Trendy Keto diet loved by celebrities 'relieves migraines and may be better than drugs at easing the agonising headaches'
Countless celebrities have spoken of their love of the Keto diet in keeping them 'red carpet ready'. But the high-fat, low-carb eating plan favoured by Hollywood's resident 'health guru' Gwyneth Paltrow (left) and Bond girl Halle Berry (right) may also prevent migraines. Scientists at the Don Carlo Gnocchi Foundation in Milan in Italy analysed 35 overweight migraine sufferers. The participants tried two low-calorie diets, one of which was ketogenic. Over the course of one month, the Keto diet caused the patients to suffer three less 'migraine days', on average. The results even suggested the eating plan is more effective at relieving symptoms than leading drugs, such as erenumab.
'Hundreds' of epilepsy and MS patients are paying up to £800 a month for private medicinal cannabis because 'nothing has changed' since health chiefs made them legal on the NHS
Cheryl Keen (left) claims her epileptic daughter Charlotte (right) has been refused medical cannabis twice. Ms Keen cannot afford to buy the prescription privately for her daughter, who also has brain damage. Medics have also said Charlotte has not yet tried all the other treatment options available to her, Ms Keen alleges. She claims 'nothing has changed' since legislation allowed specialist doctors to legally prescribe unlicensed marijuana-based products containing THC last November.
NHS hospital offers pregnant women VR headsets to let them relax on the beach and travel to MARS to take their mind off the pain of childbirth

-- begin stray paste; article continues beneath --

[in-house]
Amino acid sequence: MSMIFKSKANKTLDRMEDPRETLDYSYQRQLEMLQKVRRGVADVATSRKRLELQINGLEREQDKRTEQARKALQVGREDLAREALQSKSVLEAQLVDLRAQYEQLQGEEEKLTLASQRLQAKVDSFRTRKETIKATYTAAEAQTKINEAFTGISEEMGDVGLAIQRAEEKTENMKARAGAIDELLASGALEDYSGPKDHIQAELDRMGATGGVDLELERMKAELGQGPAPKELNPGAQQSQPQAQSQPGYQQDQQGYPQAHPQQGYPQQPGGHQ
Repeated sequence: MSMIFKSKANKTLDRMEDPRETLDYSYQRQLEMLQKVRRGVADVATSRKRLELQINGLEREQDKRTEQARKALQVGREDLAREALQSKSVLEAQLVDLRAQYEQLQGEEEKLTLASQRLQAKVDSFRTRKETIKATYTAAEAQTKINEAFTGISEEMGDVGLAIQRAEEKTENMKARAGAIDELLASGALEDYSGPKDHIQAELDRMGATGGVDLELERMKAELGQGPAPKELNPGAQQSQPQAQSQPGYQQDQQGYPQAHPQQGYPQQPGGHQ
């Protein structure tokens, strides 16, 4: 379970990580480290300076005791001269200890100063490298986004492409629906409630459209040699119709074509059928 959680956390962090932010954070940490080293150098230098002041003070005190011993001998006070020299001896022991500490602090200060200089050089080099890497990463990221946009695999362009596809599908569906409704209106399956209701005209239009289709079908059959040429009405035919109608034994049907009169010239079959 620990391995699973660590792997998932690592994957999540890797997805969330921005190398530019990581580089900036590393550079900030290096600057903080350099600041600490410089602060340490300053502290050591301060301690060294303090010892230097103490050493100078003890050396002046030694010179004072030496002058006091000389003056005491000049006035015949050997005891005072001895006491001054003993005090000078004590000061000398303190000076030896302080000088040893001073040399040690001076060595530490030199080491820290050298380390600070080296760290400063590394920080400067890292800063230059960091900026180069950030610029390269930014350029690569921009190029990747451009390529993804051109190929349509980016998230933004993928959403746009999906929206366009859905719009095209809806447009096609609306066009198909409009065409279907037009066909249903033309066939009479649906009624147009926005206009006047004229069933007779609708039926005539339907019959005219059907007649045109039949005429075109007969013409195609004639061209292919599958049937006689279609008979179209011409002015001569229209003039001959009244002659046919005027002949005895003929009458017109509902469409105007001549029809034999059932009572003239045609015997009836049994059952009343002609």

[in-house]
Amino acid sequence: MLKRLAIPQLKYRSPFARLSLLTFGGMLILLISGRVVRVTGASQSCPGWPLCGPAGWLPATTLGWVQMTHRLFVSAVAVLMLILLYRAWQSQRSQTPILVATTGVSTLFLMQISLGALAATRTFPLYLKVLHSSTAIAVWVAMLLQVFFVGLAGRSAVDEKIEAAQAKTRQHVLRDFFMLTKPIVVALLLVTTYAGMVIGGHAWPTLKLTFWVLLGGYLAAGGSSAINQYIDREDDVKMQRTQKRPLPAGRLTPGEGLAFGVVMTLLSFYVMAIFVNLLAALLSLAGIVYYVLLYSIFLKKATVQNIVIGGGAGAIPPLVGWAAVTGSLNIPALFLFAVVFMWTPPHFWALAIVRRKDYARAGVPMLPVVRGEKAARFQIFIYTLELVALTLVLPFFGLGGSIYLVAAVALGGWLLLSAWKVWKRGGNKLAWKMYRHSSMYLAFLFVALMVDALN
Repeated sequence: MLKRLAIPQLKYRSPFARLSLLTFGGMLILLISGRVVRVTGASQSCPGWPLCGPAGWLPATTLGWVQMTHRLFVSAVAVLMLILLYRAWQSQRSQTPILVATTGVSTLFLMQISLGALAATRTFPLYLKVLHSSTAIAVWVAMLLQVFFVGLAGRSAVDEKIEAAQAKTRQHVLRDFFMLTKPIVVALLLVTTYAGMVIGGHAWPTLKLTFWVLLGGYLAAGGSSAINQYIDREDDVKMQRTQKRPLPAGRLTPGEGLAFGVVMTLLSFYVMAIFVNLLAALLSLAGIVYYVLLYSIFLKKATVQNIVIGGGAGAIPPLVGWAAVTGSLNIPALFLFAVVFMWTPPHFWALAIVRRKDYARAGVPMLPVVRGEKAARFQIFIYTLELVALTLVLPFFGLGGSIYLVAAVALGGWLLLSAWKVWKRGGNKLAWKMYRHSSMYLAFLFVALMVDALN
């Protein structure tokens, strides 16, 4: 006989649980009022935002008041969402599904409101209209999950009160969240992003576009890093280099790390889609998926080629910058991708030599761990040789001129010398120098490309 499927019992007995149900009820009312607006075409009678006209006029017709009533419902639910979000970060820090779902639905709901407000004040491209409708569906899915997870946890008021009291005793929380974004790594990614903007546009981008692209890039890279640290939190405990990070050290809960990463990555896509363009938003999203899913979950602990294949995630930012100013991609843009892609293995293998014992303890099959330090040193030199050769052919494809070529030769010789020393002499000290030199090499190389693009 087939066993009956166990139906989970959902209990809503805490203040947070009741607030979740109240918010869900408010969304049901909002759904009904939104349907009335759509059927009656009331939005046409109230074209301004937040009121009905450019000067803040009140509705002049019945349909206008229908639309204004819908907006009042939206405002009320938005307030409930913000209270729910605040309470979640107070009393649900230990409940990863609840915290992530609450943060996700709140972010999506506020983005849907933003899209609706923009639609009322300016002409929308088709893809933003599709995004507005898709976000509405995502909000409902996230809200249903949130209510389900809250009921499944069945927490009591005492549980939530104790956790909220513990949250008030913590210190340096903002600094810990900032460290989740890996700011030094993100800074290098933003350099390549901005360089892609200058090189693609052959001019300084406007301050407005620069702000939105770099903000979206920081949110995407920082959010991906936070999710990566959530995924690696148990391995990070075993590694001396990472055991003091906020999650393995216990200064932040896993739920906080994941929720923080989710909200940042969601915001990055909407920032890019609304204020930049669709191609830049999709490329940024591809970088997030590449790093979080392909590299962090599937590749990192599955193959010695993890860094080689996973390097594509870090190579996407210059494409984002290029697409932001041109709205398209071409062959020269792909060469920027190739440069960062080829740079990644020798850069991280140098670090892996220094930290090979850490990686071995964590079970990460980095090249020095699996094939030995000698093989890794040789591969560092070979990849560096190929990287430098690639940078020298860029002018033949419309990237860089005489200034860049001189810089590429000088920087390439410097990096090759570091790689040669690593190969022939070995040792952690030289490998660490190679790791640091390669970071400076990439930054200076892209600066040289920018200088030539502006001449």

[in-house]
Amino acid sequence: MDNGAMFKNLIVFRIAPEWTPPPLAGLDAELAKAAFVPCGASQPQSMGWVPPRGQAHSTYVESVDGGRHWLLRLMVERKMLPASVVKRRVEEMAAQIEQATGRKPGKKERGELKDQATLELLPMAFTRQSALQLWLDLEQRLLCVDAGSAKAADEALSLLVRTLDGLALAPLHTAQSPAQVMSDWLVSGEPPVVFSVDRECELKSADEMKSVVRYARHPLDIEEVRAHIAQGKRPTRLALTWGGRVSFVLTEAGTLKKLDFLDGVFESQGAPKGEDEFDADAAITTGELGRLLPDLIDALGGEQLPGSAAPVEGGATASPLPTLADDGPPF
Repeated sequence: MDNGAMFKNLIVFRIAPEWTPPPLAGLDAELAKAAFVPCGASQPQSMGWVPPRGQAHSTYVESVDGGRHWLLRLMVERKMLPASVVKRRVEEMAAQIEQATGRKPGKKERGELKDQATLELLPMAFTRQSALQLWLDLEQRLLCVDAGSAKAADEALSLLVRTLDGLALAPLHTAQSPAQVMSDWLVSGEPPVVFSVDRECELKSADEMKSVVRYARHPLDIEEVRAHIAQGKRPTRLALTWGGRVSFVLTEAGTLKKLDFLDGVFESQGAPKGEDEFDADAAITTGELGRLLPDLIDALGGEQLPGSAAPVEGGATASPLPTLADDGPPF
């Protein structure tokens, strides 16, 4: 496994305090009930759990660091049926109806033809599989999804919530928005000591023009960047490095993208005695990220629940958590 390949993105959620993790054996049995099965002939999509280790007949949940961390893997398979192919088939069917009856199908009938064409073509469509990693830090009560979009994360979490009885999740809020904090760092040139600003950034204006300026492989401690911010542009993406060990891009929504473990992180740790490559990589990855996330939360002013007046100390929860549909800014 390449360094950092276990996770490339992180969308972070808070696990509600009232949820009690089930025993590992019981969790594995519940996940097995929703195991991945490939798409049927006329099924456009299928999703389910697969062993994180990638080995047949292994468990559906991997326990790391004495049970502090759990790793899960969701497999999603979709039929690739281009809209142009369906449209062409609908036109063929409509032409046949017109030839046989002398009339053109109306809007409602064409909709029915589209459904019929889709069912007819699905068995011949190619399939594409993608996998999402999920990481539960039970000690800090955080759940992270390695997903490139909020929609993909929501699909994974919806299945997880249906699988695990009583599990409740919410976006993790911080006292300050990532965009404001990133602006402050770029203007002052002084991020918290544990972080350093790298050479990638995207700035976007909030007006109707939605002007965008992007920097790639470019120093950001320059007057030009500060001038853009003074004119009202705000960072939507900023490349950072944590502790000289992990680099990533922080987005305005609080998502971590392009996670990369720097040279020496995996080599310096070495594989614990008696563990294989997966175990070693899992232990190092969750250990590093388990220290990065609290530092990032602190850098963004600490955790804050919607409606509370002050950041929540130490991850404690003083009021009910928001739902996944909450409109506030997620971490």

University Hospital of Wales in Cardiff is trialling the VR headsets. If successful, it could be rolled out across more NHS maternity units. In one seven-minute session, expectant mothers can also watch the Northern Lights or walk among penguins and buffalo. But the soothing effects of calming music or a guided voiceover are said to last for 45 minutes.
Oregon mother who fled the state to treat her 13-year-old daughter's liver cancer with unproven CBD oil after a court ruled the girl would 'die without chemo and surgery' turns herself in
Kylee Dixon, 13, of Wilsonville, Oregon was diagnosed with Undifferentiated embryonal sarcoma, a rare liver cancer, in March 2018. She underwent chemotherapy for six months at Oregon Health and Science University (inset) before her mother, Christina (left, with Kylee, and right), brought her home. Christina treated her daughter's cancer with herbs, vitamins and CBD oil and claimed the tumor was reduced by 90 percent. There is no scientific evidence that these alternative methods are effective. After failing to bring Kylee in for a scheduled surgery in June 2019, a court order was issued demanding Kylee be turned over to the state's custody. Christina went on the run with her daughter before they were tracked down in Nevada and Kylee was placed with a foster family. She turned herself in to police on Thursday and was charged with custodial interference and criminal mistreatment.